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Pastor Glenn McDonald: Rev. Graham's Crackers


Indigestion, headaches, poor circulation, tuberculosis, spinal diseases, epilepsy, and insanity.


And that’s just for starters. What’s the source of all these maladies?


According to a celebrated Protestant minister almost 200 years ago, it was “aching sensibility” or “excessive excitement.”


Translation: People thinking way too much about sex.


What was the cure for this soul-threatening condition?


Graham crackers.


That at least was the conviction of the Rev. Sylvester Graham, an eccentric Presbyterian minister who invented a special vegetarian diet for the purpose of curbing lust. Its centerpiece was “Graham bread,” which was concocted from whole wheat flour. Graham crackers first appeared on store shelves in 1829.


A lot of people thought Graham was on to something.


He opened boardinghouses along the East coast where people could pursue his lifestyle regimens. Convinced that Adam and Eve ate nothing but plants, he became an earnest proponent of a bland, vegetable-based diet. When a deadly cholera epidemic hit New York City in 1832, and those who followed his advice appeared to be spared, he became a national sensation.


Graham advocated daily tooth-brushing (a radical idea at the time), regular exercise, bathing more frequently than once a week, and seven hours of sleep every day.


A lot of other people thought he was crazy.


That included butchers and bakers, who didn’t take kindly to his fervent rhetoric that eating meat and refined white flour were direct assaults on the morality of America’s youth. In one city he was assaulted by a mob of knife-wielding meat cutters.


Vegetarianism might be healthy, but preaching about it could get you into trouble.


Ultimately Graham retreated from the spotlight and his movement faded.


But with time it became obvious that he had gotten a lot of things right. Modern health experts celebrate his concerns about red meat, tobacco, alcohol, sugar, and stimulants. And there’s continuing applause for the virtues of whole wheat.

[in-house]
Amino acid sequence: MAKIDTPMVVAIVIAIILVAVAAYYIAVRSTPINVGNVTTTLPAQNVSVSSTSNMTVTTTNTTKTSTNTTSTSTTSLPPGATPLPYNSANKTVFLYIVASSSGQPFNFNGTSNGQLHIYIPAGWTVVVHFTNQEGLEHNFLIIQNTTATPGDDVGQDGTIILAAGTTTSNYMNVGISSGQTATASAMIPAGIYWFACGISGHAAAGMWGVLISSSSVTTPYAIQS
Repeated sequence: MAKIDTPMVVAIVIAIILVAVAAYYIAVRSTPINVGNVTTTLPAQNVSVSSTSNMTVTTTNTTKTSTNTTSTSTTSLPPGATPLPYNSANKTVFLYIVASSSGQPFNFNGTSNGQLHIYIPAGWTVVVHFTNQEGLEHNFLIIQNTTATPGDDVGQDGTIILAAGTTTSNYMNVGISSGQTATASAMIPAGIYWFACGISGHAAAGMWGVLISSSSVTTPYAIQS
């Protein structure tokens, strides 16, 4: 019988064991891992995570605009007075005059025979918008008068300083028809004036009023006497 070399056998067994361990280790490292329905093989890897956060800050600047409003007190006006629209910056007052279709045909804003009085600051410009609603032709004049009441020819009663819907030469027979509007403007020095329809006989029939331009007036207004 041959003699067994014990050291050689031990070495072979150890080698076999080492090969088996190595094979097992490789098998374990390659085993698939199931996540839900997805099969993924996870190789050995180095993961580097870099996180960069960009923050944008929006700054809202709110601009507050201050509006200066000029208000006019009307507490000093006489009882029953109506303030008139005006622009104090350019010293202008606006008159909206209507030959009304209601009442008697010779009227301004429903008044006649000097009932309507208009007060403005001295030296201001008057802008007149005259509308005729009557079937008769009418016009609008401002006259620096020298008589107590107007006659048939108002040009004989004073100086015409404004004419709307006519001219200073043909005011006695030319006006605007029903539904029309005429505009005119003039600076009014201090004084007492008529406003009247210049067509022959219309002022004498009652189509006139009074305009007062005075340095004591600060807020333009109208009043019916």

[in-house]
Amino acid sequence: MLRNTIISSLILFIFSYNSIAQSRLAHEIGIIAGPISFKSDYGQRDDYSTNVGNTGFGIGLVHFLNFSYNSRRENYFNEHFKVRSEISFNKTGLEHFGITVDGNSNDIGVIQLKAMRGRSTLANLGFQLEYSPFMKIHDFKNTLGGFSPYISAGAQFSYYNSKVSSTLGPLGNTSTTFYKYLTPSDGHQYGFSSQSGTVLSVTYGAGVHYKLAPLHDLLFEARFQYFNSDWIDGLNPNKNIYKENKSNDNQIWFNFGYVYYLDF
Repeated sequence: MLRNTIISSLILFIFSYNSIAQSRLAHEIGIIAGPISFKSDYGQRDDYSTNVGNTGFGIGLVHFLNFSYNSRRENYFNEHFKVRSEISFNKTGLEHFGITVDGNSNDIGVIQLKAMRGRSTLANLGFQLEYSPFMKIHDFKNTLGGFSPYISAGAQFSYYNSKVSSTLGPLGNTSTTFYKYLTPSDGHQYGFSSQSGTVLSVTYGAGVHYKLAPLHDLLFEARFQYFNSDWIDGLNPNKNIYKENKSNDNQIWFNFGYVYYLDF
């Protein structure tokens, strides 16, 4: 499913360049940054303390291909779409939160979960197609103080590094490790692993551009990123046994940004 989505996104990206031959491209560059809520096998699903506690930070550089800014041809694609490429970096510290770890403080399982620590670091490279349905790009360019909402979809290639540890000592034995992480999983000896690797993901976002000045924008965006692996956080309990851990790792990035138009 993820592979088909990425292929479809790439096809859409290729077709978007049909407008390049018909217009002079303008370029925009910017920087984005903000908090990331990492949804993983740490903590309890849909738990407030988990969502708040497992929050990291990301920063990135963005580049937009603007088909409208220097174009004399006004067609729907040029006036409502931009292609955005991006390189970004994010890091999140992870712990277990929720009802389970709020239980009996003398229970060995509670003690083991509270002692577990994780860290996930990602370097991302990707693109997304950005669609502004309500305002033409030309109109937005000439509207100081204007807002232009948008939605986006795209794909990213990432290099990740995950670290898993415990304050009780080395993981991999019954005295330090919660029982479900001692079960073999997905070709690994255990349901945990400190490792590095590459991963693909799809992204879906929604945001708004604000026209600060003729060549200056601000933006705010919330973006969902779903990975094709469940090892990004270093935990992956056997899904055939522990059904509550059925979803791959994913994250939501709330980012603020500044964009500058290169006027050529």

But what about Graham crackers? Do they really cure “aching sensibility?”


To date there’s no empirical evidence that one of America’s favorite options on the grocery store cracker aisle is the culinary equivalent of a cold shower.


So what, if anything, does have an impact on our all-too-human struggles with sensuality?


The religious default setting seems to be expressed in three words: Just Say No. Most ancient pagans regarded the body as a dirty, embarrassing wrapper, and couldn’t wait to dispose of it. Historically, a number of Christians have felt a mixture of shame, disgust, and fear concerning physical desires – a perspective reinforced by pastors and priests who feel called to preach, “No, no, no.”


But most people in most generations have found that “No” doesn’t do much to cultivate purity. Nor does it do much to eliminate guilt.


Deeper wisdom may be found in three other words: Just Say Yes. Say yes to Someone beyond yourself.


In other words: Worship God.


That’s not so much a prescription for attending worship gatherings as giving your heart away, serving others instead of fixating on your own agenda, and above all entrusting your deepest feelings, hardest questions, and fiercest struggles to the God who will never abandon you.


When we’re hurting, confused, and feel defeated in the realm of sexuality – and most of us will feel that way at one time or another – a strong Yes seems to have much greater redemptive effect than a strong No.


It’s amazing how choosing to direct our focus beyond ourselves – especially in the company of others who are on the same journey – helps us walk away from that old lie we tell ourselves: that satisfying our personal desires is the most important thing in the world.


Make no mistake: The problem is not that we have bodies. Bodies are God’s idea, and they are wonderful.


It’s hard to overstate how significant it is that when God arrived in this world, he took on a human body – a body that we may presume was just like ours in every regard.


Our best selves emerge as we go through life motivated not as much by fear-based restrictions, as by grateful joy that we get to live in the bodies that God has given to us under God’s own leadership.


And once we get a taste of that, we’ll always want s’more.



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Would you like to explore previous reflections, and learn more about this ministry? Check out glennsreflections.com.

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